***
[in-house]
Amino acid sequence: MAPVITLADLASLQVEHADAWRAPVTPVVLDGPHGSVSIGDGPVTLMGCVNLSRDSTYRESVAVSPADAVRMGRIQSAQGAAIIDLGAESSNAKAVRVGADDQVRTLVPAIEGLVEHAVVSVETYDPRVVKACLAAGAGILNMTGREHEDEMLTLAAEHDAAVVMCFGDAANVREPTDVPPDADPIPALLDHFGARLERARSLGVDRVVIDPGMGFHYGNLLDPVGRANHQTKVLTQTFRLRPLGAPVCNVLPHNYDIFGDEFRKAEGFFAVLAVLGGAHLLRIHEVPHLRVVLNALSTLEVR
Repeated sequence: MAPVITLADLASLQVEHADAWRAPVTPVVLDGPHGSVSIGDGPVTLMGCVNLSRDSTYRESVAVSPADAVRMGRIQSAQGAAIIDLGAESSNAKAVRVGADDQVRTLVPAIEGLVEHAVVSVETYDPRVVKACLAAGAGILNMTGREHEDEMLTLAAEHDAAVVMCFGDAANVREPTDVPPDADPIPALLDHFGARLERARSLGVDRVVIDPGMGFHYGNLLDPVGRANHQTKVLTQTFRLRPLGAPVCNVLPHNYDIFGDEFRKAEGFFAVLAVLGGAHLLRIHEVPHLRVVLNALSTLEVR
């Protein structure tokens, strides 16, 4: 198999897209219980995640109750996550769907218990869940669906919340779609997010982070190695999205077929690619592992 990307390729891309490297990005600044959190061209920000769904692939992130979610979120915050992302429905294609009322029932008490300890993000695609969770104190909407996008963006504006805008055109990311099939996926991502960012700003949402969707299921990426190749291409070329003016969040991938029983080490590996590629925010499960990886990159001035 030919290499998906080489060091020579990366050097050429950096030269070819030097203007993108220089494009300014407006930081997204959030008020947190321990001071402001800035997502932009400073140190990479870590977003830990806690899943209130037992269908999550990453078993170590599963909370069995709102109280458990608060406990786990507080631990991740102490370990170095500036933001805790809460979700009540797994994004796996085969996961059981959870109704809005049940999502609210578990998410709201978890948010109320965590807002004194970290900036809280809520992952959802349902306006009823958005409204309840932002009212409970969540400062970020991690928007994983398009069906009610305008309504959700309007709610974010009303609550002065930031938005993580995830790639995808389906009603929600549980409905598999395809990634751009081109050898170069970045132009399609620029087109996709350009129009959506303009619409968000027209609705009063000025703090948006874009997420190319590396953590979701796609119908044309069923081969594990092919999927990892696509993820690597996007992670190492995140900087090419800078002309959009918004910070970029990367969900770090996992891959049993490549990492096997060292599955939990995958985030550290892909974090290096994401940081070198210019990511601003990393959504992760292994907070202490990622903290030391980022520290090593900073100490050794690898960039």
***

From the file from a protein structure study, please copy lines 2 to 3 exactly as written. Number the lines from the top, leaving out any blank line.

Amino acid sequence: MAPVITLADLASLQVEHADAWRAPVTPVVLDGPHGSVSIGDGPVTLMGCVNLSRDSTYRESVAVSPADAVRMGRIQSAQGAAIIDLGAESSNAKAVRVGADDQVRTLVPAIEGLVEHAVVSVETYDPRVVKACLAAGAGILNMTGREHEDEMLTLAAEHDAAVVMCFGDAANVREPTDVPPDADPIPALLDHFGARLERARSLGVDRVVIDPGMGFHYGNLLDPVGRANHQTKVLTQTFRLRPLGAPVCNVLPHNYDIFGDEFRKAEGFFAVLAVLGGAHLLRIHEVPHLRVVLNALSTLEVR
Repeated sequence: MAPVITLADLASLQVEHADAWRAPVTPVVLDGPHGSVSIGDGPVTLMGCVNLSRDSTYRESVAVSPADAVRMGRIQSAQGAAIIDLGAESSNAKAVRVGADDQVRTLVPAIEGLVEHAVVSVETYDPRVVKACLAAGAGILNMTGREHEDEMLTLAAEHDAAVVMCFGDAANVREPTDVPPDADPIPALLDHFGARLERARSLGVDRVVIDPGMGFHYGNLLDPVGRANHQTKVLTQTFRLRPLGAPVCNVLPHNYDIFGDEFRKAEGFFAVLAVLGGAHLLRIHEVPHLRVVLNALSTLEVR